Thematic Divisions in Book 11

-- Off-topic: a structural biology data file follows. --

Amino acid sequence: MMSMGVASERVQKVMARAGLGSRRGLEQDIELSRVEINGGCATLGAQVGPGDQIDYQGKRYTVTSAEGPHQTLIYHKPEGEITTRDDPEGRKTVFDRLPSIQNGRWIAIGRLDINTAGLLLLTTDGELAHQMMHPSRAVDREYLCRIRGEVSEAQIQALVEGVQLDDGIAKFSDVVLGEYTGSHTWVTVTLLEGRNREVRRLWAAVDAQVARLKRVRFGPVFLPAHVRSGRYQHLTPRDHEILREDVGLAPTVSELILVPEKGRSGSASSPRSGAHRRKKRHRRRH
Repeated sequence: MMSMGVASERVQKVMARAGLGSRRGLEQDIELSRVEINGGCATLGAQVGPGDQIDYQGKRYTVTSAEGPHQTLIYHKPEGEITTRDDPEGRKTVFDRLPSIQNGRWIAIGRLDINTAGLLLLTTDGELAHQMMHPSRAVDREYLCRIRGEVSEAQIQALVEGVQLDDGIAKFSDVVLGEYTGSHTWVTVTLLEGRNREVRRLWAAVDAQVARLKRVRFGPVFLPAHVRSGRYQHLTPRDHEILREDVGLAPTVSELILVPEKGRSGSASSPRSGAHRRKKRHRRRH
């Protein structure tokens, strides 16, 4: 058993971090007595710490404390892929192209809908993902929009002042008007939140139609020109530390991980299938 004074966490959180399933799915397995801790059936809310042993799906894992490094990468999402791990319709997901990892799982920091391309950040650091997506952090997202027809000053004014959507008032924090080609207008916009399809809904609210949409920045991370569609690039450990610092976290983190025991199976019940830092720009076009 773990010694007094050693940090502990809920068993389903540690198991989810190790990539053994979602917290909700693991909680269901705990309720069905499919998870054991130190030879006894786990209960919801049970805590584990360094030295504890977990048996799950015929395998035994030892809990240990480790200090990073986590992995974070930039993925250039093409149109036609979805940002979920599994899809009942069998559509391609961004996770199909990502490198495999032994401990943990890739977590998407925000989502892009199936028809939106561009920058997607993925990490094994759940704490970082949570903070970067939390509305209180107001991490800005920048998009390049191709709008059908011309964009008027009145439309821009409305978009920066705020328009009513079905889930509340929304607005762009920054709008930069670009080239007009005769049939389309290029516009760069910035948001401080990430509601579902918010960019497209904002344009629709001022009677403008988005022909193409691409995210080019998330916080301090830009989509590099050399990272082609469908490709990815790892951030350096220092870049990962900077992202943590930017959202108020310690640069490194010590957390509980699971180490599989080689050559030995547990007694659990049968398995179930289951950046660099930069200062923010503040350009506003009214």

1. The Martyrdom of Rogers 2. The Martyrdom of Saunders 3. Saunders' Letters 4. Hooper's Martyrdom 5. Hooper's Letters 6. Rowland Taylor's Martyrdom 7. Becket's Image and other events 8. Miles Coverdale and the Denmark Letters 9. Bonner and Reconciliation 10. Judge Hales 11. The Martyrdom of Thomas Tomkins 12. The Martyrdom of William Hunter 13. The Martyrdom of Higbed and Causton 14. The Martyrdom of Pigot, Knight and Laurence 15. Robert Farrar's Martyrdom 16. The Martyrdom of Rawlins/Rowland White17. The Restoration of Abbey Lands and other events in Spring 155518. The Providential Death of the Parson of Arundel 19. The Martyrdom of John Awcocke 20. The Martyrdom of George Marsh 21. The Letters of George Marsh 22. The Martyrdom of William Flower 23. The Martyrdom of Cardmaker and Warne 24. Letters of Warne and Cardmaker 25. The Martyrdom of Ardley and Simpson 26. John Tooly 27. The Examination of Robert Bromley [nb This is part of the Tooly affair]28. The Martyrdom of Thomas Haukes 29. Letters of Haukes 30. The Martyrdom of Thomas Watts 31. Censorship Proclamation 32. Our Lady' Psalter 33. Martyrdom of Osmund, Bamford, Osborne and Chamberlain34. The Martyrdom of John Bradford 35. Bradford's Letters 36. William Minge 37. James Trevisam 38. The Martyrdom of John Bland 39. The Martyrdom of Frankesh, Middleton and Sheterden 40. Sheterden's Letters 41. Examinations of Hall, Wade and Polley 42. Martyrdom of Christopher Wade 43. Nicholas Hall44. Margery Polley45. Martyrdom of Carver and Launder 46. Martyrdom of Thomas Iveson 47. John Aleworth 48. Martyrdom of James Abbes 49. Martyrdom of Denley, Newman and Pacingham 50. Richard Hooke 51. Martyrdom of William Coker, et al 52. Martyrdom of George Tankerfield, et al 53. Martyrdom and Letters of Robert Smith 54. Martyrdom of Harwood and Fust 55. Martyrdom of William Haile 56. George King, Thomas Leyes and John Wade 57. William Andrew 58. Martyrdom of Robert Samuel 59. Samuel's Letters 60. William Allen 61. Martyrdom of Roger Coo 62. Martyrdom of Thomas Cobb 63. Martyrdom of Catmer, Streater, Burwood, Brodbridge, Tutty 64. Martyrdom of Hayward and Goreway 65. Martyrdom and Letters of Robert Glover 66. Cornelius Bungey 67. John and William Glover 68. Martyrdom of Wolsey and Pigot 69. Life and Character of Nicholas Ridley 70. Ridley's Letters 71. Life of Hugh Latimer 72. Latimer's Letters 73. Ridley and Latimer Re-examined and Executed74. More Letters of Ridley 75. Life and Death of Stephen Gardiner 76. Martyrdom of Webb, Roper and Park 77. William Wiseman 78. James Gore 79. Examinations and Martyrdom of John Philpot 80. Philpot's Letters 81. Martyrdom of Thomas Whittle, Barlett Green, et al 82. Letters of Thomas Wittle 83. Life of Bartlett Green 84. Letters of Bartlett Green 85. Thomas Browne 86. John Tudson 87. John Went 88. Isobel Foster 89. Joan Lashford 90. Five Canterbury Martyrs 91. Life and Martyrdom of Cranmer 92. Letters of Cranmer 93. Martyrdom of Agnes Potten and Joan Trunchfield 94. Persecution in Salisbury Maundrell, Coberly and Spicer 95. William Tyms, et al 96. Letters of Tyms 97. The Norfolk Supplication 98. Martyrdom of John Harpole and Joan Beach 99. John Hullier 100. Hullier's Letters 101. Christopher Lister and five other martyrs 102. Hugh Lauerocke and John Apprice 103. Katherine Hut, Elizabeth Thacknell, et al 104. Thomas Drury and Thomas Croker 105. Thomas Spicer, John Deny and Edmund Poole 106. Persecution of Winson and Mendlesam 107. Gregory Crow 108. William Slech 109. Avington Read, et al 110. Wood and Miles 111. Adherall and Clement 112. A Merchant's Servant Executed at Leicester 113. Thirteen Burnt at Stratford-le-Bow114. Persecution in Lichfield 115. Hunt, Norrice, Parret 116. Martyrdom of Bernard, Lawson and Foster 117. Examinations of John Fortune118. John Careless 119. Letters of John Careless 120. Martyrdom of Julius Palmer 121. Agnes Wardall 122. Peter Moone and his wife 123. Guernsey Martyrdoms 124. Dungate, Foreman and Tree 125. Martyrdom of Thomas More126. Martyrdom of John Newman127. Examination of John Jackson128. Examination of John Newman 129. Martyrdom of Joan Waste 130. Martyrdom of Edward Sharpe 131. Four Burnt at Mayfield at Sussex 132. John Horne and a woman 133. William Dangerfield 134. Northampton Shoemaker 135. Prisoners Starved at Canterbury 136. More Persecution at Lichfield